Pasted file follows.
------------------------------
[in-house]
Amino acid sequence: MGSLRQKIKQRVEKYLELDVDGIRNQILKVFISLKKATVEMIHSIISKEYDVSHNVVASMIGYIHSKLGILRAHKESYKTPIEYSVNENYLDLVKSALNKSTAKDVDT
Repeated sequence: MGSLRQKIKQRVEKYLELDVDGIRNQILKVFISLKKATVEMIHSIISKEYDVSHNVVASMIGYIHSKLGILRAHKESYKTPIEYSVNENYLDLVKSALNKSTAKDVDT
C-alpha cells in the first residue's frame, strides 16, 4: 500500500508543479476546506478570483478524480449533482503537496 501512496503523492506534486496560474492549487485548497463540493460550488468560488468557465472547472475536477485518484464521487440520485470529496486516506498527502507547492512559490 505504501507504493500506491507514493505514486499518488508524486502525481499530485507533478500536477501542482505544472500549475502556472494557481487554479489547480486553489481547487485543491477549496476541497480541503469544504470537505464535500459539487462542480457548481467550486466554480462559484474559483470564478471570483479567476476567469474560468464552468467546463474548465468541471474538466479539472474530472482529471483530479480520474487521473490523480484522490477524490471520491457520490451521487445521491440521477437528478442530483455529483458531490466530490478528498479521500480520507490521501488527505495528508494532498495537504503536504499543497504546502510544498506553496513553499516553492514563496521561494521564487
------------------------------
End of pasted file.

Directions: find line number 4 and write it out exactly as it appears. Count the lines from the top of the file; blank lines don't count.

C-alpha cells in the first residue's frame, strides 16, 4: 500500500508543479476546506478570483478524480449533482503537496 501512496503523492506534486496560474492549487485548497463540493460550488468560488468557465472547472475536477485518484464521487440520485470529496486516506498527502507547492512559490 505504501507504493500506491507514493505514486499518488508524486502525481499530485507533478500536477501542482505544472500549475502556472494557481487554479489547480486553489481547487485543491477549496476541497480541503469544504470537505464535500459539487462542480457548481467550486466554480462559484474559483470564478471570483479567476476567469474560468464552468467546463474548465468541471474538466479539472474530472482529471483530479480520474487521473490523480484522490477524490471520491457520490451521487445521491440521477437528478442530483455529483458531490466530490478528498479521500480520507490521501488527505495528508494532498495537504503536504499543497504546502510544498506553496513553499516553492514563496521561494521564487